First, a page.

Provides properties for accessing an instance of each Windows form declared in the current project.
My.Forms object provides an instance of each form in the current project. The name of the property is the same as the name of the form that the property accesses. For information about adding forms to a project, see How to: Add Windows Forms to a Project.
You can access the forms provided by the
My.Forms object by using the name of the form, without qualification. Because the property name is the same as the form's type name, this allows you to access a form as if it had a default instance. For example,
My.Forms.Form1.Show is equivalent to
My.Forms object exposes only the forms associated with the current project. It does not provide access to forms declared in referenced DLLs. To access a form that a DLL provides, you must use the qualified name of the form, written as DllName.FormName.
You can use the OpenForms property to get a collection of all the application's open forms.
The object and its properties are available only for Windows applications.
Each property of the
My.Forms object provides access to an instance of a form in the current project. The name of the property is the same as the name of the form that the property accesses, and the property type is the same as the form's type.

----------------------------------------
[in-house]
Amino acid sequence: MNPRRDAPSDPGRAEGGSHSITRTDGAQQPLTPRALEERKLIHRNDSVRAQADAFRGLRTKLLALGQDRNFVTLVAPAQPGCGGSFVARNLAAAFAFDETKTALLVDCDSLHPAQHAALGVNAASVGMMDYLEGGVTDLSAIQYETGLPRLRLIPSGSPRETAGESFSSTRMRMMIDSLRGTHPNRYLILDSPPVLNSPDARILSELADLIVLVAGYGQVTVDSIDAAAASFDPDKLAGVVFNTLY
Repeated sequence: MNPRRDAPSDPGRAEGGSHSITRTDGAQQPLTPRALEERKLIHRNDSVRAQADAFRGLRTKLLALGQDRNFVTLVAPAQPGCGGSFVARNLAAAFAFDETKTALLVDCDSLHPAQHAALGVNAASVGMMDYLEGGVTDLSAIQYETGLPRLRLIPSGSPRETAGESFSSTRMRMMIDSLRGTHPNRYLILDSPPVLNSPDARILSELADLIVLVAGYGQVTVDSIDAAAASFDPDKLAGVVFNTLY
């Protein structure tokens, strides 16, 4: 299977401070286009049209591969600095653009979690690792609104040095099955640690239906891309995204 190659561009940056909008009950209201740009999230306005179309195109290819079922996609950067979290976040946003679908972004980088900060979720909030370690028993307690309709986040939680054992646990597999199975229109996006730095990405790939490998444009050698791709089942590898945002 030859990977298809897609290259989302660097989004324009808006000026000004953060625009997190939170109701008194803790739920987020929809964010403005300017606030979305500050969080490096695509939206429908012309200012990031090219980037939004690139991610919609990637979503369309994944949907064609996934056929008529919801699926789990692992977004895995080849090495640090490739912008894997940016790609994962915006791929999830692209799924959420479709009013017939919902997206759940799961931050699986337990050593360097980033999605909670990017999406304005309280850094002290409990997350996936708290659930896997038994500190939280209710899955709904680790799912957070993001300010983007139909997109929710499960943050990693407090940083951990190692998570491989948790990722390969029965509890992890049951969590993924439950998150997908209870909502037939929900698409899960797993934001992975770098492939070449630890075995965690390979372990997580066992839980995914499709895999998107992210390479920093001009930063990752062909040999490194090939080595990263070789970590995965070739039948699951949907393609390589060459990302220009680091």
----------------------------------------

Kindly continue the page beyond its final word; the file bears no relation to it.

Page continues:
If there is a name collision, the property name to access a form is RootNamespaceNamespace\FormName. For example, consider two forms named
Form1.If one of these forms is in the root namespace
WindowsApplication1 and in the namespace
Namespace1, you would access that form through
My.Forms object provides access to the instance of the application's main form that was created on startup. For all other forms, the
My.Forms object creates a new instance of the form when it is accessed and stores it. Subsequent attempts to access that property return that instance of the form.
You can dispose of a form by assigning
Nothing to the property for that form. The property setter calls the Close method of the form, and then assigns
Nothing to the stored value. If you assign any value other than
Nothing to the property, the setter throws an ArgumentException exception.
You can test whether a property of the
My.Forms object stores an instance of the form by using the
IsNot operator. You can use those operators to check if the value of the property is
IsNot operator has to read the value of the property to perform the comparison. However, if the property currently stores
Nothing, the property creates a new instance of the form and then returns that instance. However, the Visual Basic compiler treats the properties of the
My.Forms object differently and allows the
IsNot operator to check the status of the property without altering its value.
This example changes the title of the default
Sub ShowSidebarMenu(ByVal newTitle As String) If My.Forms.SidebarMenu IsNot Nothing Then My.Forms.SidebarMenu.Text = newTitle End If End Sub
For this example to work, your project must have a form named
SidebarMenu. For more information, see How to: Add Windows Forms to a Project.
This code will work only in a Windows Application project.
Availability by Project Type
|Windows Control Library||No|
|Web Control Library||No|